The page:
How does Stevenson present good and evil in “Jekyll and Hyde”? Essay
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The strange case of Dr. Jekyll and Mr Hyde is a tale of contrast between good and evil. Robert Louis Stevensons novel demonstrates the adverse effects of scientific experiments and how the perception of doors can lead to evil. Furthermore “Jekyll and Hyde” is full of dual personality which in itself creates god and evil. Also it suggests that good cannot exist without evil.
Firstly many of the rich and respected went out at night to experience how the other half lived.
Here among the dim lit alleyways of the East End and under the protection of darkness did the upper class come out to play. They were frequently involved in illicit activities such as gambling, prostitution, brawling, heavy drinking and opium taking. They wanted to break away from the restraining shackles of society and enjoy the thrill of a concealed life at night away from the tight morals that governed the upper class. It was therefore no surprise that Enfield also led a secretive concealed life at night. ‘Coming home from some place at the end of the world, about three o’clock of a black winter morning’.
‘Some place at the end’ suggests that Enfield is letting on too Mr Utterson that he was taking part in the extreme pleasures the city had to offer. However he was not going to openly admit as the effect on his reputation would be damming and the respect of Utterson would be lost as this secret life was a secret that could not be disgusted even to fellow aristocrats. ‘Extreme’ being that it is commented on as being the end of the world. Furthermore ‘black winter morning’ is using pathetic facility to show us that Mr Hyde is about as the author portrays the weather to be Mr Hydes appearance.
Even though these illicit wanderings may be considered to some as being evil, the person who is partaking in the activities should be may be considered as good as he is not lying but also saving disgrace and disrespect from all other lawyers. The secret, shaded society knew full well that if they were discovered their well respected position and occupation would collapse from underneath them. This was even more so for lawyer as they earned a living from devils advocate therefore due to the strong religious beliefs in the 1870s people already hated lawyers as they do today due tot heir association with the devil. This shows that good cannot live without evil, as if their was no evil how could there be good.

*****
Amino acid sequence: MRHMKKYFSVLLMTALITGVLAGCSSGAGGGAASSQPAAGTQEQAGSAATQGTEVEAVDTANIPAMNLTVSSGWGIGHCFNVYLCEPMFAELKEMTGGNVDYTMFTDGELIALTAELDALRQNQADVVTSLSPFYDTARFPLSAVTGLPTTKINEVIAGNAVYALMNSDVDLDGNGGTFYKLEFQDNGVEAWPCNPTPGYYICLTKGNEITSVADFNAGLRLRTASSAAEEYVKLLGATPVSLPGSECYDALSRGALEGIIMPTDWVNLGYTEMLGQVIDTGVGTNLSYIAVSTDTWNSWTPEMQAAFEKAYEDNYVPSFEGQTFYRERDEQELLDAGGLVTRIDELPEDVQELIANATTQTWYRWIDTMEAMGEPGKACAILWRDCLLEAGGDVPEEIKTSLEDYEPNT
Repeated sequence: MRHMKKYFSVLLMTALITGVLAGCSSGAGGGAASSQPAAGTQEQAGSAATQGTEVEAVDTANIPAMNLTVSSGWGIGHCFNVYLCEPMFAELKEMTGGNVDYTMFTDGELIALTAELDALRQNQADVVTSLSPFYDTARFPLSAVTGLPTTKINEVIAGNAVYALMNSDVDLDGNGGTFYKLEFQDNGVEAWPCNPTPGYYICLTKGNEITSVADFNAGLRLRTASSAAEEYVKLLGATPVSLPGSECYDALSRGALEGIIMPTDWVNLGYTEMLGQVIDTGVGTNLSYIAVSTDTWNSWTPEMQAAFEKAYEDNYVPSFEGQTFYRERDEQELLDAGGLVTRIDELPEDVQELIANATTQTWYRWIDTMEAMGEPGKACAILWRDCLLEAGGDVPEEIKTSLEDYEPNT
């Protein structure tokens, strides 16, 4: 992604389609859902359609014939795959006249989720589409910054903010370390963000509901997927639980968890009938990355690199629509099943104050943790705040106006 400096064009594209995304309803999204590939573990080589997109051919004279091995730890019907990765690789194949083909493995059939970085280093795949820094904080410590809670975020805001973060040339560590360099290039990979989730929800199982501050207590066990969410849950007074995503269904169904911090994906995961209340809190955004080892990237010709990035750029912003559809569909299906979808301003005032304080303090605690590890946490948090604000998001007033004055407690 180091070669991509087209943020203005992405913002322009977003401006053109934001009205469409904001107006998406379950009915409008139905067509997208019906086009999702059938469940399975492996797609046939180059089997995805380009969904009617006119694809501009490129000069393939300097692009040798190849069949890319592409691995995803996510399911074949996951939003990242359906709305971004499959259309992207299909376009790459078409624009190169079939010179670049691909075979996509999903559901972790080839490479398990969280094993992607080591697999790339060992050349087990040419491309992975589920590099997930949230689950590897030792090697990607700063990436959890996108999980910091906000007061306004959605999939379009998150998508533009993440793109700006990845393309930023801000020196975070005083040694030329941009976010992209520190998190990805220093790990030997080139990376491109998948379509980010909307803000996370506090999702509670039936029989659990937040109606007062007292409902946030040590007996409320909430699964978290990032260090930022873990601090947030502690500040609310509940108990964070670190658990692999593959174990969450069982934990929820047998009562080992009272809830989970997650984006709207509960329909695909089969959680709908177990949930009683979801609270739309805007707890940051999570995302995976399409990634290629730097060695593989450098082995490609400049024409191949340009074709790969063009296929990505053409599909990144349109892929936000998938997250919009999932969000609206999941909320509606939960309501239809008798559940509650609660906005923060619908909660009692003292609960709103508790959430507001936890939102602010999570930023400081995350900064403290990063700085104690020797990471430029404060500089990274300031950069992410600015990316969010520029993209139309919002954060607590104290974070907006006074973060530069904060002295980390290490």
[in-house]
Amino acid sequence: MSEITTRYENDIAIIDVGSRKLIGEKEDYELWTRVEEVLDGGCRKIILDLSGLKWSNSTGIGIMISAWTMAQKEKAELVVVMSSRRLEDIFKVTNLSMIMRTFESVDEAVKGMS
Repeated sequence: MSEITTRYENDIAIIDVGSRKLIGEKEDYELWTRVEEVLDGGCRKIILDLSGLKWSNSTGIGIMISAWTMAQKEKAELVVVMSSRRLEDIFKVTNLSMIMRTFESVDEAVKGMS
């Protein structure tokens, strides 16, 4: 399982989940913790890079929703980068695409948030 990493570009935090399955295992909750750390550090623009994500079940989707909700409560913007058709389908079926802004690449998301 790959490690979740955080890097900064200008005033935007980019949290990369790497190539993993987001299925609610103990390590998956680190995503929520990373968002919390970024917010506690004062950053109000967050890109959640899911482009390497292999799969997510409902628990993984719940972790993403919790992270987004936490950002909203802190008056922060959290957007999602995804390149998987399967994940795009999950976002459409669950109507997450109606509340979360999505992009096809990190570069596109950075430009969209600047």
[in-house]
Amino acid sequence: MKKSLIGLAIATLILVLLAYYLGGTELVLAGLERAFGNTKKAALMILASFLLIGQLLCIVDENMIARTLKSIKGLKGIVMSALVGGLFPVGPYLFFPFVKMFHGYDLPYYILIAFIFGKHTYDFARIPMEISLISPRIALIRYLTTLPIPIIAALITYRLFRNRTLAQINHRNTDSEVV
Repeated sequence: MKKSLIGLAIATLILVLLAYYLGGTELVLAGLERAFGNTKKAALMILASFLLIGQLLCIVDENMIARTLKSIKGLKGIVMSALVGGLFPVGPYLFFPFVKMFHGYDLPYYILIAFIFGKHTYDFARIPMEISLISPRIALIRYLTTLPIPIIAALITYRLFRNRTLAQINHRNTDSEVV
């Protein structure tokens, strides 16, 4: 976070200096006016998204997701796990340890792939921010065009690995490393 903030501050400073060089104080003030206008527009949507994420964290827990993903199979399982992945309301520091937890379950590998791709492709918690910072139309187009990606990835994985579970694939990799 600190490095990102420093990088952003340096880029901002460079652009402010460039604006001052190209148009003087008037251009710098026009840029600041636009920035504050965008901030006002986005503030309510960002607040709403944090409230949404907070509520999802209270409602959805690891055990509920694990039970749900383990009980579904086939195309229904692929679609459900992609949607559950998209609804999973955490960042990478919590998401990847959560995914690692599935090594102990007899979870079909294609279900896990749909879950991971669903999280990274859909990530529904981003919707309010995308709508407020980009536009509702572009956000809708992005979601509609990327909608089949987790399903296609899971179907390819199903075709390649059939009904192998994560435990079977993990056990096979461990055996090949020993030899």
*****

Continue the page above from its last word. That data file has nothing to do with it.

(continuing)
Secondly Stevenson presents good and evil through the perception of doors. Mr Hyde’s door is described as being ‘blistered and disdained’. The author presents the door as a personified form of Mr Hyde, ‘Blistered’ can mean burnt; burnt is disfigured; disfigured is mutated. Mr Hyde has been created through the mutation of Dr Jekyll’s ego. The author does this because the door is the entrance to Mr Hydes beginning and other egos’ life. Also the word ‘disdained’ means rejected and as Mr Hyde appears to be lonely due to him never mentioned as being civilized or having friends he could be described as being rejected.
Therefore the door is shown as a personified form of Mr Hyde’s mind and body due to the door being rejected and mutated. Finally due to the door being the beginning of the creatures life if this door did not exist good could have been destroyed and at the same time evil destroy itself aswell. Another example of good not being able out live without evil is the street in which the door of Hyde’s house resides, ‘the street shone out in contrast’ supports Stevensons theory of good being unable to exist without evil. As the street ‘shone’ which is usually associated with happiness, and happiness is one of the many emotions of good. Therefore this street was good yet to support the authors theory he had to include evil some how and so decided to put the entrance to pure evils residence.
Thirdly Stevenson portrays Mr Hyde as a sinister, violent, evil man. ‘Trampled calmly over the child’s body’ suggests to us the reader that this man is evil as why does he just trample over a child’s’ body. The adverb ‘calmly’ implies that his moves were not premeditated but fluid as if his actions came naturally to him, almost as if he walks over children regularly. Whereas the word ‘trampled’ implies that Mr Hyde is not all there, as if he is intoxicated with drug usage or excessive alcohol consumption.
Also trampling may suggest that a state of panic has arisen in Mr Hyde’s mind to get home without being recognized or arrested due to his mutation of Jekyll. Furthermore Mr Hyde is described as being indescribable ‘he gave an impression of deformity without any namable malformation’ suggests that Mr Hyde possesses an aura of evil but shows know deformation from normal human form. This implies that no one knows how to describe Mr Hyde yet he is not deformed therefore suggesting his pure evil. No one has ever seen pure evil they have only felt or seen examples of what it can do also evil has never taken human form before.